Remember the time when you only had a gaming PC and your friends had PSPs and Gameboys with games you just could not play? Emulation was your savior then, though it’s in the grey area in terms of morality, emulators eliminated the one creation of console developers that divided gamers all around the world, exclusives.
Anyways, back to news, you have a lot of money to buy a VR set but don’t know which one to choose? (I’m assuming you don’t have enough money to buy both,though) Oculus could play Steam VR games from the beginning (Good guy Gaben). Then lemme help you a bit by saying there’s already a homebrew patch for Steam VR’s HTC Vive system, which helps it to play Facebook’s Oculus VR exclusive games. It’s just the start of VR and early adopters of these systems will decide the future of VR, and this Emulator changes everything. It’s like the Atari 7800 vs Nintendo NES days,but now Atari can play all Nintendo games, and Nintendo can’t manage to do the opposite. This would spell the inevitable doom of Nintendo, god knows if Super Mario Galaxy would exist in this universe! I don’t want to live in such a world. This patch levels the playing field by letting both VR systems play all games.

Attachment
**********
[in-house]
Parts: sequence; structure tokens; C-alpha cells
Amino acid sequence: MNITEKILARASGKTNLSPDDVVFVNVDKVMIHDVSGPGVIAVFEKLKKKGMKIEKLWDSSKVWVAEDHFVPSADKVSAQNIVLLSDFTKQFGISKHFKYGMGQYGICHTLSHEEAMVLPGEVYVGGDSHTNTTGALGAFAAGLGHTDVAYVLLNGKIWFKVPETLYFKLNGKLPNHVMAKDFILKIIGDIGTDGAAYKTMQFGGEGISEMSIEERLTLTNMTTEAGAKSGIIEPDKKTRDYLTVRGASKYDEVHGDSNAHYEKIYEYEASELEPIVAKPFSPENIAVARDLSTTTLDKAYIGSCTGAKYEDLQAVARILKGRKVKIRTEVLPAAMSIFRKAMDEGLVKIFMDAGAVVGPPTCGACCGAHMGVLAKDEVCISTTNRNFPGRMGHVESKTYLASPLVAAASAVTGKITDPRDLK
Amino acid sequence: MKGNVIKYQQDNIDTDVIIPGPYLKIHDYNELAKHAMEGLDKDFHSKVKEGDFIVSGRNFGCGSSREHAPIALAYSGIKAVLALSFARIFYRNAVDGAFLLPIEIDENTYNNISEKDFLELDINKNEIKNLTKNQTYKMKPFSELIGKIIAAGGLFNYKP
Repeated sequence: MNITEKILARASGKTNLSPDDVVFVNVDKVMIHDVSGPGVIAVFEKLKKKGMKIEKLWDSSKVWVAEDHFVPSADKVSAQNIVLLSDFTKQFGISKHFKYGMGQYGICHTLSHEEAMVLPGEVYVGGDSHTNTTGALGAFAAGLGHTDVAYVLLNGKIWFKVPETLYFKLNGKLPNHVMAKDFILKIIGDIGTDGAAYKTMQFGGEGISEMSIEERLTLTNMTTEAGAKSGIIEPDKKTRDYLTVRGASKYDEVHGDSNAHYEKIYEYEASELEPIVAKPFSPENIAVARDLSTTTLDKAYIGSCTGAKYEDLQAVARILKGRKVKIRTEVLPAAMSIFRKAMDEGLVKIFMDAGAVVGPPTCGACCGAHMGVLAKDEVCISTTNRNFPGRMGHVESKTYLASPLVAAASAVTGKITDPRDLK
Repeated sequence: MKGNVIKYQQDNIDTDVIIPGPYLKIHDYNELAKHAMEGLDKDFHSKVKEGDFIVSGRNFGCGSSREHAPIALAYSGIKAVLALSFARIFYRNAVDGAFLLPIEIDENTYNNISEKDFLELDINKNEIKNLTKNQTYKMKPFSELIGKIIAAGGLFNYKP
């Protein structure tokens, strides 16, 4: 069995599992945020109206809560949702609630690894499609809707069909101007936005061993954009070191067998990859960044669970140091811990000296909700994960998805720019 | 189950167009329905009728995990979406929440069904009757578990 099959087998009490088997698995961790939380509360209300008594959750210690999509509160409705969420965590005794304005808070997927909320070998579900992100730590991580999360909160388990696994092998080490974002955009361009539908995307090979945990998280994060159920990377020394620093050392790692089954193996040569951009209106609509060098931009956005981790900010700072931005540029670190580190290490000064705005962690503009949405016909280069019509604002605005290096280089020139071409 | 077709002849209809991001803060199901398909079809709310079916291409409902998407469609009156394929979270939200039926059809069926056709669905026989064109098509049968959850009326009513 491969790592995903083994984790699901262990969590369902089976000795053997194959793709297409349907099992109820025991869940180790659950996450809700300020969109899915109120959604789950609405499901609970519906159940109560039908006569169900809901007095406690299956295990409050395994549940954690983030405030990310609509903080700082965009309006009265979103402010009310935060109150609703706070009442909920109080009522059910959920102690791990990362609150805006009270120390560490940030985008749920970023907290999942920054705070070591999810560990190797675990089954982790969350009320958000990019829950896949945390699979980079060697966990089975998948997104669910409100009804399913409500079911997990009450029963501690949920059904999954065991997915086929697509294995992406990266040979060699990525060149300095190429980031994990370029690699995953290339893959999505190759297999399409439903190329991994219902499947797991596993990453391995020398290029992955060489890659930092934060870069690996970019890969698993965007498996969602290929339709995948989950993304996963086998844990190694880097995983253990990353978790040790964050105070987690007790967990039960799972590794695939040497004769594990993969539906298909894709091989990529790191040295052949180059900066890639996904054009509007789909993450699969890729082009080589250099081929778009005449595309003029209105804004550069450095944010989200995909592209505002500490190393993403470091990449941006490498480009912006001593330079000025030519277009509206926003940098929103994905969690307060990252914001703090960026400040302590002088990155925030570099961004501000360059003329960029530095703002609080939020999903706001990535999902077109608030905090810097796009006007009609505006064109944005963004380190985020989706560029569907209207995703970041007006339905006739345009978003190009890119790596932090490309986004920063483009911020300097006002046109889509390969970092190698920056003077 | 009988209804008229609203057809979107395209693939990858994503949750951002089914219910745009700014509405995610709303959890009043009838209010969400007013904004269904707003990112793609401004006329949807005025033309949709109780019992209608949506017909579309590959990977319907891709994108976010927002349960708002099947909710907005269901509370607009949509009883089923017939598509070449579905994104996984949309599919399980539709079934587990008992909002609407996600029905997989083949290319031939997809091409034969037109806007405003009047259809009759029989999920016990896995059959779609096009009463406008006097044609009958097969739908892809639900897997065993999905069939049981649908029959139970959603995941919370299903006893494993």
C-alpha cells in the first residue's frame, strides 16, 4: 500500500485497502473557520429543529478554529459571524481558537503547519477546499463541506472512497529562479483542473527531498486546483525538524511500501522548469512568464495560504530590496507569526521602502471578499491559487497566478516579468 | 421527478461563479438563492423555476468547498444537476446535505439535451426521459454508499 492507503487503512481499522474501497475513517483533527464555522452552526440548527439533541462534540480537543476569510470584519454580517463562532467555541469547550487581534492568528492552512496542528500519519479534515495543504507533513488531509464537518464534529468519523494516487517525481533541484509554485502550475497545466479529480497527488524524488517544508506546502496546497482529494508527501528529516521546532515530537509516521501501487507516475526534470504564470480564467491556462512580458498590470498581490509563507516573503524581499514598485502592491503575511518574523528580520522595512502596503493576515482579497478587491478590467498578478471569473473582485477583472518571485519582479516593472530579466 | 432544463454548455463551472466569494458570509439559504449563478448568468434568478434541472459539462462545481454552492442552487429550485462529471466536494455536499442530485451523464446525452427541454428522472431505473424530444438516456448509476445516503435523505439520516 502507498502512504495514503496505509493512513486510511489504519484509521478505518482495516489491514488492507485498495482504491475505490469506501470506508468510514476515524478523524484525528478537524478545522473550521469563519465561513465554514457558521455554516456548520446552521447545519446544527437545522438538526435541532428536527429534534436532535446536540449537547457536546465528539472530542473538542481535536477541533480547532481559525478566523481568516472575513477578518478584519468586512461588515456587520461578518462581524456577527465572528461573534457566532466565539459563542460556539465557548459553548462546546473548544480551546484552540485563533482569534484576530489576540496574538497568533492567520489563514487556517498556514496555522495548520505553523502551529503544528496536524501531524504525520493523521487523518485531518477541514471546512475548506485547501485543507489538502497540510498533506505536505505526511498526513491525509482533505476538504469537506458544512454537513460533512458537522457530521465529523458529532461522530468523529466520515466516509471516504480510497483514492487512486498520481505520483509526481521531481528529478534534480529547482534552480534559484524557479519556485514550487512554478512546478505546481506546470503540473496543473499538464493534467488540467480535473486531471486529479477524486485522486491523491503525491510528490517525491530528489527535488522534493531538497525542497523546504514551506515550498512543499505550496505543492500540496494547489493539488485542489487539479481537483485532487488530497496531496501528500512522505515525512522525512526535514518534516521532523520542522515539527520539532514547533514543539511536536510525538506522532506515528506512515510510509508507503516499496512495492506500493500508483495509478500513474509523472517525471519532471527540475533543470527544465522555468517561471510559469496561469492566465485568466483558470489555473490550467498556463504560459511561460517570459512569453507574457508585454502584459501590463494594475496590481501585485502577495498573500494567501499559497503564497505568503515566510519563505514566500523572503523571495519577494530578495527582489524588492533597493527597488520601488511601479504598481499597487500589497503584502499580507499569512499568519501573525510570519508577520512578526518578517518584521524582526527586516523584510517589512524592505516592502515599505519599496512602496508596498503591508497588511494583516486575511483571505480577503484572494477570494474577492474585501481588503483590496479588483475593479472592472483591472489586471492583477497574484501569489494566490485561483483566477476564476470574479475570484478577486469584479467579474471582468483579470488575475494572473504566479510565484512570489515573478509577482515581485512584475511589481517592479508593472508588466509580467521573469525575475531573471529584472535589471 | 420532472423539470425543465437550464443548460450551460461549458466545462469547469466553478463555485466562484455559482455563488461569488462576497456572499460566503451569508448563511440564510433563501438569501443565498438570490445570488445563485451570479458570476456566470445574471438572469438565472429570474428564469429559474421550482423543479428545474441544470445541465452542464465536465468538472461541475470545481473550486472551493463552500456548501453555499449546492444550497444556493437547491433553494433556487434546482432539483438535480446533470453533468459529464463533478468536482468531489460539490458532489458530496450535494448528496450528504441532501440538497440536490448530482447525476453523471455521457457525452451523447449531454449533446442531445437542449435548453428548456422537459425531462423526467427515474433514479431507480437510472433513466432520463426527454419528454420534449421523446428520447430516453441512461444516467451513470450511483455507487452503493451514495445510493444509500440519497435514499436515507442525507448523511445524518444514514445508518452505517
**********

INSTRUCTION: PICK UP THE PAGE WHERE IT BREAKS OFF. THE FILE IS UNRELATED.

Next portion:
Oculus founder Palmer Luckey has publicly stated that “we can only extend our SDK to work with other headsets if the manufacturer allows us to do so,” seemingly passing the buck to HTC and Valve in regards to why its Oculus Store games don’t natively support the other leading PC headset. Valve has denied this assertion. Either way, we no longer have to wait for the companies to settle their legal and licensing differences, thanks to the efforts of the LibreVR plug-in, dubbed Revive.
The patch’s author states that this works by “reimplementing functions from the Oculus Runtime and translating them to OpenVR calls.” However, games and apps from the Oculus Home hub include a code-signing check, which is why a full-blown EXE patch is required—which may very well violate the Oculus Home EULA to use. The instructions at GitHub spell out how to patch Lucky’s Tale, which was built in the Unity engine, along with the Oculus Dreamdeck experiential app, which was built in Unreal. (Source: Arstechnica)
The patch requires Oculus runtimes to be running along with Steam VR, and the performance is pretty good with no hitches whatsoever as reported by users. Facebook has yet to respond to this software, will any action be taken? Only time will tell. For more great and cool news about all things gaming, stay hooked to ASidCast.